While robots are already being employed in supply chain operations to support repetitive and physically demanding tasks, a new generation of collaborative robotics and automated solutions are set to take supply chain capabilities to the next level in the future.
Supply chain automation offers numerous benefits, including improved demand forecasting and quicker response times, providing managers access to accurate, real-time information. It will also improve production planning and control of inventory stock through a centralised coordination of key data.
Barcode technology has played a significant role in refining the accuracy and efficiency of stock control. The technology allows for the automatic updating of information, providing details of available quantities of inventory stock on-hand and by optimising inventory control and reporting functions.
Automation offers many more options for improving supply chain management. Let’s take a sneak peek at the future of supply chain automation.
Machine learning helps balance the difficulties of supply and demand forecasting of inventory stock needs. Based on smart algorithms and intelligent analysis of big data sets, machine learning helps optimise logistic operations and the delivery of goods.
The significant quantity of new data generated by automated technologies, coupled with endless loop forecasting capabilities, is set to reform warehouse management and supply chain efficiencies. Companies can now utilise a combination of machine learning algorithms with physical robots to maximise their supply chain management.
In recent years, additive manufacturing has proven to be a valuable tool for traditionally resource-intense tasks. Three dimensional (3D) printing, with faster lead times and tooling-free production, is now claiming its place in supply chain operations.
Through greater integration with existing supply chains, 3D printing enables the development of efficient digital supply chains and greater collaboration between service providers. This can create leaner supply chains, optimise product offerings and facilitate fewer stock risks.
Offering significantly improved performance and enhanced sensing capacity, the integration of robots into the supply chain will provide a real alternative to manual handling. Robotics are already working side-by-side in logistics operations with employees providing flexible automation in warehouse and fulfilment centre.
Collaborative robots come equipped with high-resolution cameras, pressure sensors, and self-learning capabilities that can assist employees with the picking, packing and sorting of inventory stock.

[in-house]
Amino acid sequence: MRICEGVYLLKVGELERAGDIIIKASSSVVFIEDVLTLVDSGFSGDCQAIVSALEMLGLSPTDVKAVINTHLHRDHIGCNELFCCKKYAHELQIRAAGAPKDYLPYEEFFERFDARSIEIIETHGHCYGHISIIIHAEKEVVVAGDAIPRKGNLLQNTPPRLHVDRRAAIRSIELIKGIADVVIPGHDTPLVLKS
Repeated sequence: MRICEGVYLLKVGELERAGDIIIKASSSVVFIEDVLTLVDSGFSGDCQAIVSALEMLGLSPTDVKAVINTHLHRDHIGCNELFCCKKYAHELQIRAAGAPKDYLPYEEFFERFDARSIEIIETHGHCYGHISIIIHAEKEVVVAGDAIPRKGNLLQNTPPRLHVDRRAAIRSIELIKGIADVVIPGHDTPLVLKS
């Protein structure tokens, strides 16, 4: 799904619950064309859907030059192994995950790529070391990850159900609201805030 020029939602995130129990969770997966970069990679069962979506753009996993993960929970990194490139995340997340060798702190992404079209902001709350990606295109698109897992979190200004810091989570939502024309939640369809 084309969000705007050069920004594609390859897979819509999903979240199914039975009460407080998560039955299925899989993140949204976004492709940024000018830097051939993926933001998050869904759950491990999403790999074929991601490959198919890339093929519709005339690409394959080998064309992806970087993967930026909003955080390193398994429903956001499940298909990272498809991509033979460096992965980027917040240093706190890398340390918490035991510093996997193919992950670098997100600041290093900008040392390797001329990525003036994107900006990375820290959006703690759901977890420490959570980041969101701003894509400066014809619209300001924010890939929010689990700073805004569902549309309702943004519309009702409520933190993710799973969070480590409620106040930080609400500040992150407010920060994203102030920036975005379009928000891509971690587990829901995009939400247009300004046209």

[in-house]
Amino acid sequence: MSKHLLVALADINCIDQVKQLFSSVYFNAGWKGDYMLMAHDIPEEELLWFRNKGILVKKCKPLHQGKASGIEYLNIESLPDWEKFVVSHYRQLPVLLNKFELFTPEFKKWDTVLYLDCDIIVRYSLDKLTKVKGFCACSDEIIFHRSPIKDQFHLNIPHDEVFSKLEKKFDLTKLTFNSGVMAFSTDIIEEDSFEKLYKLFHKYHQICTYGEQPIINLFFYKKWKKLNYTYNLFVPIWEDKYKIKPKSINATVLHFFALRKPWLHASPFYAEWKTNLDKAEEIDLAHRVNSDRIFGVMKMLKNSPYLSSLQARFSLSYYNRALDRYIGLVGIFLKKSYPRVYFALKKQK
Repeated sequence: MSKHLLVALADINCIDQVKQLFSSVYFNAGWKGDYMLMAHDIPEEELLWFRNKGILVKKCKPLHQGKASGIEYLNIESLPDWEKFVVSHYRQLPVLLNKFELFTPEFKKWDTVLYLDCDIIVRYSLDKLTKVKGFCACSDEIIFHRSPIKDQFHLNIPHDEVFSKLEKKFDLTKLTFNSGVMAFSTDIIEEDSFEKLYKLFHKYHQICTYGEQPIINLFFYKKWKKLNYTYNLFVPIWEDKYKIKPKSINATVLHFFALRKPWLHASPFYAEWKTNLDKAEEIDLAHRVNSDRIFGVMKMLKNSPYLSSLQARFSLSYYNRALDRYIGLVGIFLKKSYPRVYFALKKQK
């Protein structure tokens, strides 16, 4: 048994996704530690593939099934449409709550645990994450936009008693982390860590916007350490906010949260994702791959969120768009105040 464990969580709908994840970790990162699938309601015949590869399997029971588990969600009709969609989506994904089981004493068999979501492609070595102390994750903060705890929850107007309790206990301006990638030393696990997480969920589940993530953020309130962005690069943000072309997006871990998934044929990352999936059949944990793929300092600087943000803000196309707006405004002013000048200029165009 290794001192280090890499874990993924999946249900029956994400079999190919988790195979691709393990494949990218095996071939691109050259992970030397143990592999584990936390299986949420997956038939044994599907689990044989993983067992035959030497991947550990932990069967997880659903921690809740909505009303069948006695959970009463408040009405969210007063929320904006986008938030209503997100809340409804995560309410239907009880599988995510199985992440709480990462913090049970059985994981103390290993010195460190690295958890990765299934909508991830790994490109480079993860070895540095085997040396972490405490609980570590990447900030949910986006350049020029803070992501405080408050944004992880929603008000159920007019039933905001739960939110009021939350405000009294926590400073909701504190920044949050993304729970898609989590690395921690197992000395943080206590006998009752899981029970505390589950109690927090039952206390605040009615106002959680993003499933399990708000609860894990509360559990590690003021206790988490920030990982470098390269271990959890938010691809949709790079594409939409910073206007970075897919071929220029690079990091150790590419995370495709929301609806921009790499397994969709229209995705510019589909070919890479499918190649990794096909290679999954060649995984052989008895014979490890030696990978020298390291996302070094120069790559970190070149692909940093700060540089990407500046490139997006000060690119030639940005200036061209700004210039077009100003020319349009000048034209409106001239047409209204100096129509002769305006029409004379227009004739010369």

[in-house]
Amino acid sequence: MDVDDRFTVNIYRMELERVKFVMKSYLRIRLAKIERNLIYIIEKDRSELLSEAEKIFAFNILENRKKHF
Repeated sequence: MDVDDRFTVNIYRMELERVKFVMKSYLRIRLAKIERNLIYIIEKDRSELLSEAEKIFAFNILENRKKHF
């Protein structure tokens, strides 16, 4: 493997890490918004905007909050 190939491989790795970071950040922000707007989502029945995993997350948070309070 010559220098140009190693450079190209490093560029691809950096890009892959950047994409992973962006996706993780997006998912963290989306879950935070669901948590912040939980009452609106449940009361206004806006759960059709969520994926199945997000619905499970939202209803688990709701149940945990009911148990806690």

Robotics can also be used to manage inbound and outbound processes to improve efficiencies in order and delivery tasks. For example, fully automated trolleys can follow pickers throughout the warehouse, undertaking most of the physical work and can make the move from single to multi-order picking far more efficient.
The potential for robotics to be used in supply chain operations include self-driving vehicles and automated guide vehicles within warehouses. This allows inventory stock to be moved around facilities without the need for impractical large vehicles.
Driverless vehicles also have the potential to provide supply chains with access to a huge resource for moving products as the demand for quicker delivery times to consumers increases.
Logistics and supply chain operators can also leverage trends in automation to overcome the challenges inherent when driver shortages occur. Equally, automated vehicle systems can work side-by-side with drivers to enhance safety and maintain vehicle control.
The future of supply chain automation
Robotic process automation has the capacity to automate an entire supply chain from end to end. Successful supply chains of the future are those businesses that adapt to the changes in sourcing, production and distribution to take advantage of new and emerging automated technologies.
Article by Melanie Chan in collaboration with our team of Unleashed Software inventory and business specialists. Melanie has been writing about inventory management for the past three years. When not writing about inventory management, you can find her eating her way through Auckland.